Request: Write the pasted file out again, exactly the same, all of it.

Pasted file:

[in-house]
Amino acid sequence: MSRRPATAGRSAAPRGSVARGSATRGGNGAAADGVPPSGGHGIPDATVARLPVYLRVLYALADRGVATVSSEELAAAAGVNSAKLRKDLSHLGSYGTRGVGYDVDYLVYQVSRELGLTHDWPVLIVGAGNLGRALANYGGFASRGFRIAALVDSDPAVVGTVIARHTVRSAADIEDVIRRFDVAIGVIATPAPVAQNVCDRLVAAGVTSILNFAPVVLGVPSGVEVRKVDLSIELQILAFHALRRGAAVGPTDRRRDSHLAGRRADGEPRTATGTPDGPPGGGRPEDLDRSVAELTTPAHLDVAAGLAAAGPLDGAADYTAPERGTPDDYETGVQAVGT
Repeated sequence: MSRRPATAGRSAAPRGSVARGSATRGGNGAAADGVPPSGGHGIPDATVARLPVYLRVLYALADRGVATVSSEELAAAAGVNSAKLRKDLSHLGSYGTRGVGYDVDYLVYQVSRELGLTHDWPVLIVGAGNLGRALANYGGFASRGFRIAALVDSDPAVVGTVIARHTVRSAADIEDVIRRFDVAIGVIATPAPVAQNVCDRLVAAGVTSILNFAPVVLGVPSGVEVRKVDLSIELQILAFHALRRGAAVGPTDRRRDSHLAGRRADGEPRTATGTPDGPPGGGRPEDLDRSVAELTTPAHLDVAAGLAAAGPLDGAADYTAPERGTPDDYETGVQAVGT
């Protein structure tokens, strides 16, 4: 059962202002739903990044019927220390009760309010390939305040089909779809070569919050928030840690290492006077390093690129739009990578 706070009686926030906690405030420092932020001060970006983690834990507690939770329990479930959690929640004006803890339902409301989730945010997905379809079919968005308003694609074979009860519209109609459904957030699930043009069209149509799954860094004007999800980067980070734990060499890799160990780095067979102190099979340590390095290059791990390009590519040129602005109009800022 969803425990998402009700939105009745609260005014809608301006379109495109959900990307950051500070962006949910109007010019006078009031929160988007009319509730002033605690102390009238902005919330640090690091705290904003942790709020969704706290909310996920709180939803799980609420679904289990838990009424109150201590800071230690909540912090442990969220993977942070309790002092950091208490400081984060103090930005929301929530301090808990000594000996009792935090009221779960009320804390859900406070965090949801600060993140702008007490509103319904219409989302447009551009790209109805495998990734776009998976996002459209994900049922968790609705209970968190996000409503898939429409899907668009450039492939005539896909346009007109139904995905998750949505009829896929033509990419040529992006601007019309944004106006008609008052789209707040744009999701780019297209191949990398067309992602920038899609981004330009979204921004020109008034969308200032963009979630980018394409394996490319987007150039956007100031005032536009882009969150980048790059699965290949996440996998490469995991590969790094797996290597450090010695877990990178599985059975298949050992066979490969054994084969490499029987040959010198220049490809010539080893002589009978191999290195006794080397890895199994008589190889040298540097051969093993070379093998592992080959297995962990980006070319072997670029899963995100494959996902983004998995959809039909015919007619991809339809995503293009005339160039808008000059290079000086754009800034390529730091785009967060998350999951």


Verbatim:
[in-house]
Amino acid sequence: MSRRPATAGRSAAPRGSVARGSATRGGNGAAADGVPPSGGHGIPDATVARLPVYLRVLYALADRGVATVSSEELAAAAGVNSAKLRKDLSHLGSYGTRGVGYDVDYLVYQVSRELGLTHDWPVLIVGAGNLGRALANYGGFASRGFRIAALVDSDPAVVGTVIARHTVRSAADIEDVIRRFDVAIGVIATPAPVAQNVCDRLVAAGVTSILNFAPVVLGVPSGVEVRKVDLSIELQILAFHALRRGAAVGPTDRRRDSHLAGRRADGEPRTATGTPDGPPGGGRPEDLDRSVAELTTPAHLDVAAGLAAAGPLDGAADYTAPERGTPDDYETGVQAVGT
Repeated sequence: MSRRPATAGRSAAPRGSVARGSATRGGNGAAADGVPPSGGHGIPDATVARLPVYLRVLYALADRGVATVSSEELAAAAGVNSAKLRKDLSHLGSYGTRGVGYDVDYLVYQVSRELGLTHDWPVLIVGAGNLGRALANYGGFASRGFRIAALVDSDPAVVGTVIARHTVRSAADIEDVIRRFDVAIGVIATPAPVAQNVCDRLVAAGVTSILNFAPVVLGVPSGVEVRKVDLSIELQILAFHALRRGAAVGPTDRRRDSHLAGRRADGEPRTATGTPDGPPGGGRPEDLDRSVAELTTPAHLDVAAGLAAAGPLDGAADYTAPERGTPDDYETGVQAVGT
């Protein structure tokens, strides 16, 4: 059962202002739903990044019927220390009760309010390939305040089909779809070569919050928030840690290492006077390093690129739009990578 706070009686926030906690405030420092932020001060970006983690834990507690939770329990479930959690929640004006803890339902409301989730945010997905379809079919968005308003694609074979009860519209109609459904957030699930043009069209149509799954860094004007999800980067980070734990060499890799160990780095067979102190099979340590390095290059791990390009590519040129602005109009800022 969803425990998402009700939105009745609260005014809608301006379109495109959900990307950051500070962006949910109007010019006078009031929160988007009319509730002033605690102390009238902005919330640090690091705290904003942790709020969704706290909310996920709180939803799980609420679904289990838990009424109150201590800071230690909540912090442990969220993977942070309790002092950091208490400081984060103090930005929301929530301090808990000594000996009792935090009221779960009320804390859900406070965090949801600060993140702008007490509103319904219409989302447009551009790209109805495998990734776009998976996002459209994900049922968790609705209970968190996000409503898939429409899907668009450039492939005539896909346009007109139904995905998750949505009829896929033509990419040529992006601007019309944004106006008609008052789209707040744009999701780019297209191949990398067309992602920038899609981004330009979204921004020109008034969308200032963009979630980018394409394996490319987007150039956007100031005032536009882009969150980048790059699965290949996440996998490469995991590969790094797996290597450090010695877990990178599985059975298949050992066979490969054994084969490499029987040959010198220049490809010539080893002589009978191999290195006794080397890895199994008589190889040298540097051969093993070379093998592992080959297995962990980006070319072997670029899963995100494959996902983004998995959809039909015919007619991809339809995503293009005339160039808008000059290079000086754009800034390529730091785009967060998350999951």